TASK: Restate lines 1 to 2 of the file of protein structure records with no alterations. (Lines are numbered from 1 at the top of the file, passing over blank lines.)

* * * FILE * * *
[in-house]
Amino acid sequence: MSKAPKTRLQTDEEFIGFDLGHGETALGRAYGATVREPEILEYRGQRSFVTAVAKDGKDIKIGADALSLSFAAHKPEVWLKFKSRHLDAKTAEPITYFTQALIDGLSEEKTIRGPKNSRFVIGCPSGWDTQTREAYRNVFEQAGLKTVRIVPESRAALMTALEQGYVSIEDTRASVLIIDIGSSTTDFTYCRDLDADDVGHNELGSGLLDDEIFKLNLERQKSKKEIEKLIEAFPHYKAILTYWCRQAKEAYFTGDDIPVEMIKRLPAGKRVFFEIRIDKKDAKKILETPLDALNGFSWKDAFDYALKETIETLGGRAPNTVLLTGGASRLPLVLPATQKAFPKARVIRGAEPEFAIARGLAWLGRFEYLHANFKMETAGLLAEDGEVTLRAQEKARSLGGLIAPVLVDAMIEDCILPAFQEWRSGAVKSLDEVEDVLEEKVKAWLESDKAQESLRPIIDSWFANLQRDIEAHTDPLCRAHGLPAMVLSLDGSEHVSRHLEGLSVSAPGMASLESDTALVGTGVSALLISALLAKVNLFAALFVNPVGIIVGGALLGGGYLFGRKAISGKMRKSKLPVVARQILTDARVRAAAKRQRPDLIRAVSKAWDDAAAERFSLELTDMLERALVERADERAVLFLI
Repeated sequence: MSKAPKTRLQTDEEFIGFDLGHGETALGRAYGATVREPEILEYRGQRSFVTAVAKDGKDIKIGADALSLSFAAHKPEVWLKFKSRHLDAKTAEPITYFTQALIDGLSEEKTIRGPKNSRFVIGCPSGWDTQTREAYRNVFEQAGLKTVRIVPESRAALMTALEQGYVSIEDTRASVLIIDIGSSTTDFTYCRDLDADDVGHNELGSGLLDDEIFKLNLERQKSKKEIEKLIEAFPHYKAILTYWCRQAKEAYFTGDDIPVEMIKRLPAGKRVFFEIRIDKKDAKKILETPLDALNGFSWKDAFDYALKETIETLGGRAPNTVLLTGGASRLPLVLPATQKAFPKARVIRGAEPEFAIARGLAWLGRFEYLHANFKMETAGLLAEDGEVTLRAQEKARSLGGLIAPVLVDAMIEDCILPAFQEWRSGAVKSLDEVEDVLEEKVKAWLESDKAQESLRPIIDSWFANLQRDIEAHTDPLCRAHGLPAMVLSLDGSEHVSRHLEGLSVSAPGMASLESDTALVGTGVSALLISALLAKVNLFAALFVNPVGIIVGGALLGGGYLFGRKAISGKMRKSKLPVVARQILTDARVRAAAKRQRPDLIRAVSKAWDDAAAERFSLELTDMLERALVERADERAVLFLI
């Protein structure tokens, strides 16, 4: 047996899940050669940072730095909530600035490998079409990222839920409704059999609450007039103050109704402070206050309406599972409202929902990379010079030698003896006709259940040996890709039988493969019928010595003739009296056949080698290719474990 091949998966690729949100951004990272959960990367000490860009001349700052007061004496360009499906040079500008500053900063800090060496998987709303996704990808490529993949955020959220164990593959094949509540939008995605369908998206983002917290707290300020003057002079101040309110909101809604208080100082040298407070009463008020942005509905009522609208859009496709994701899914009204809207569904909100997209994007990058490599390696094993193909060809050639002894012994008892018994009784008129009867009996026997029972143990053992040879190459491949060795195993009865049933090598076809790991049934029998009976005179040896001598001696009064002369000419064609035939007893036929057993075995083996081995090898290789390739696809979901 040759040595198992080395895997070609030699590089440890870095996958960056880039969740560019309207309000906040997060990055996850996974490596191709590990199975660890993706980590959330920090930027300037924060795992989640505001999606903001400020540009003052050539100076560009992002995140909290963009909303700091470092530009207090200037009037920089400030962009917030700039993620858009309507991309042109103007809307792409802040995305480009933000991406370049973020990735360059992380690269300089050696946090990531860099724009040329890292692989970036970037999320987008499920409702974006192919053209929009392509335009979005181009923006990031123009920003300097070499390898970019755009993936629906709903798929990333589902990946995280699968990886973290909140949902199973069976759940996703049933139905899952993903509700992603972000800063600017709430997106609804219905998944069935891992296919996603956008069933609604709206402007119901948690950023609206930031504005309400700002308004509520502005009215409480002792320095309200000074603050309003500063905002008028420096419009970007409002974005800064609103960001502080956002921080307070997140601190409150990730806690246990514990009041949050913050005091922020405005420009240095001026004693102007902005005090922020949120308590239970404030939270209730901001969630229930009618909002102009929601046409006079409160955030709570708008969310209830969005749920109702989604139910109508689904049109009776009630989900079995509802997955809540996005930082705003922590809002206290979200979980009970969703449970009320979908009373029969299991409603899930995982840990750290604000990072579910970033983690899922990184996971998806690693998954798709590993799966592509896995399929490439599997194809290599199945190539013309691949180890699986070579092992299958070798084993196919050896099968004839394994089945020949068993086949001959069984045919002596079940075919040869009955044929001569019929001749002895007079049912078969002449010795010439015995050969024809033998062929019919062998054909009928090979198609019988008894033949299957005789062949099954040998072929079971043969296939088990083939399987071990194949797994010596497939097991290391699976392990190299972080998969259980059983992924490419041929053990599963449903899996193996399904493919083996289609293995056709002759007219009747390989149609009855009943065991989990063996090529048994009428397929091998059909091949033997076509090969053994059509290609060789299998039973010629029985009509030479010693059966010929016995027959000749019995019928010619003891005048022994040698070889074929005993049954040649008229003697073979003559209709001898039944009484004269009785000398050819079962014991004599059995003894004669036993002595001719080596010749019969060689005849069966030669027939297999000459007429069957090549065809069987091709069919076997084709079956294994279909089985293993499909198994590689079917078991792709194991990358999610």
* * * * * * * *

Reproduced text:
[in-house]
Amino acid sequence: MSKAPKTRLQTDEEFIGFDLGHGETALGRAYGATVREPEILEYRGQRSFVTAVAKDGKDIKIGADALSLSFAAHKPEVWLKFKSRHLDAKTAEPITYFTQALIDGLSEEKTIRGPKNSRFVIGCPSGWDTQTREAYRNVFEQAGLKTVRIVPESRAALMTALEQGYVSIEDTRASVLIIDIGSSTTDFTYCRDLDADDVGHNELGSGLLDDEIFKLNLERQKSKKEIEKLIEAFPHYKAILTYWCRQAKEAYFTGDDIPVEMIKRLPAGKRVFFEIRIDKKDAKKILETPLDALNGFSWKDAFDYALKETIETLGGRAPNTVLLTGGASRLPLVLPATQKAFPKARVIRGAEPEFAIARGLAWLGRFEYLHANFKMETAGLLAEDGEVTLRAQEKARSLGGLIAPVLVDAMIEDCILPAFQEWRSGAVKSLDEVEDVLEEKVKAWLESDKAQESLRPIIDSWFANLQRDIEAHTDPLCRAHGLPAMVLSLDGSEHVSRHLEGLSVSAPGMASLESDTALVGTGVSALLISALLAKVNLFAALFVNPVGIIVGGALLGGGYLFGRKAISGKMRKSKLPVVARQILTDARVRAAAKRQRPDLIRAVSKAWDDAAAERFSLELTDMLERALVERADERAVLFLI